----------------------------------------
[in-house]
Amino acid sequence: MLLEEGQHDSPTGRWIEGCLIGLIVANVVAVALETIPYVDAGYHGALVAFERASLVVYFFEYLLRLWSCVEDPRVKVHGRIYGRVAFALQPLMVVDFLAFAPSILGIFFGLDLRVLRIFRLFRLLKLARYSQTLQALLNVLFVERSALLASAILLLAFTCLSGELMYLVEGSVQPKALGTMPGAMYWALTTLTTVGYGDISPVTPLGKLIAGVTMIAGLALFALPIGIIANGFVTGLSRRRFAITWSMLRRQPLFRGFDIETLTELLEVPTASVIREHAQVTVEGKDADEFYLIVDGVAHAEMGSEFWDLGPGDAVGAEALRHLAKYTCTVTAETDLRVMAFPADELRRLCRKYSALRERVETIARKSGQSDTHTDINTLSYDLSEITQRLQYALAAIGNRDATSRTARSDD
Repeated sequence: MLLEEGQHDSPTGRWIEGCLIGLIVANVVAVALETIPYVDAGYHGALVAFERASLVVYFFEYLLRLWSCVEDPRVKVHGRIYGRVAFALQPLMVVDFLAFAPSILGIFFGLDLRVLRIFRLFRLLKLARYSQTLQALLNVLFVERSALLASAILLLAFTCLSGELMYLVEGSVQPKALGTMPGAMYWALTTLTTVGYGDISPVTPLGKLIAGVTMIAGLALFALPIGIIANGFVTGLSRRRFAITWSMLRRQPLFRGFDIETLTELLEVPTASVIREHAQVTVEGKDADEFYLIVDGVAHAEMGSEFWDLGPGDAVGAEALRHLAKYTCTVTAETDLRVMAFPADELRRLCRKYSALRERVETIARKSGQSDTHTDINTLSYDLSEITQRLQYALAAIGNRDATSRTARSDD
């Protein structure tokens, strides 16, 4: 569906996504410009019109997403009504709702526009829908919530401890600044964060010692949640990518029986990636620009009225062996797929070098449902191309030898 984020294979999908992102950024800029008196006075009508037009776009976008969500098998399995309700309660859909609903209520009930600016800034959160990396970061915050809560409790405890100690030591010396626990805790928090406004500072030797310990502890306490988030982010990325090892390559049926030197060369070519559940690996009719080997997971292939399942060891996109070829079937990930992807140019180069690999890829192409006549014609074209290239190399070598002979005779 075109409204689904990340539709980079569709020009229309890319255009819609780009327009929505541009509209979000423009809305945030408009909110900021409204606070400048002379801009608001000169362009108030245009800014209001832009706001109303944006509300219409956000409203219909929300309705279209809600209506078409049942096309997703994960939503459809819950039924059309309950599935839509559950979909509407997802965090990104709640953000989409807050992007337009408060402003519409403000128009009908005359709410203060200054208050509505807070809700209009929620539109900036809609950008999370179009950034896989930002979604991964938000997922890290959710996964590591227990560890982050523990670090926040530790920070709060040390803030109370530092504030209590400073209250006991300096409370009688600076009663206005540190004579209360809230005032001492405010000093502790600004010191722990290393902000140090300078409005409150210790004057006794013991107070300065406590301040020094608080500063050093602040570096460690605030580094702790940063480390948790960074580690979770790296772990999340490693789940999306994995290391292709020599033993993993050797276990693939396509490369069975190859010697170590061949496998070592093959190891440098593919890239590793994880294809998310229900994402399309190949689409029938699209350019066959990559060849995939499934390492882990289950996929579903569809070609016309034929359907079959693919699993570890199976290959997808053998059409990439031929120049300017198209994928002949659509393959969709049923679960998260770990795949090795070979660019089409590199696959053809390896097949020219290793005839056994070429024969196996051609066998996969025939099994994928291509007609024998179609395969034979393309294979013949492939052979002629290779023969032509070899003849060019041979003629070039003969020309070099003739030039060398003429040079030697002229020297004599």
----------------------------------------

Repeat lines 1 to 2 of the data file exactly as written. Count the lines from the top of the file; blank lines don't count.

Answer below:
[in-house]
Amino acid sequence: MLLEEGQHDSPTGRWIEGCLIGLIVANVVAVALETIPYVDAGYHGALVAFERASLVVYFFEYLLRLWSCVEDPRVKVHGRIYGRVAFALQPLMVVDFLAFAPSILGIFFGLDLRVLRIFRLFRLLKLARYSQTLQALLNVLFVERSALLASAILLLAFTCLSGELMYLVEGSVQPKALGTMPGAMYWALTTLTTVGYGDISPVTPLGKLIAGVTMIAGLALFALPIGIIANGFVTGLSRRRFAITWSMLRRQPLFRGFDIETLTELLEVPTASVIREHAQVTVEGKDADEFYLIVDGVAHAEMGSEFWDLGPGDAVGAEALRHLAKYTCTVTAETDLRVMAFPADELRRLCRKYSALRERVETIARKSGQSDTHTDINTLSYDLSEITQRLQYALAAIGNRDATSRTARSDD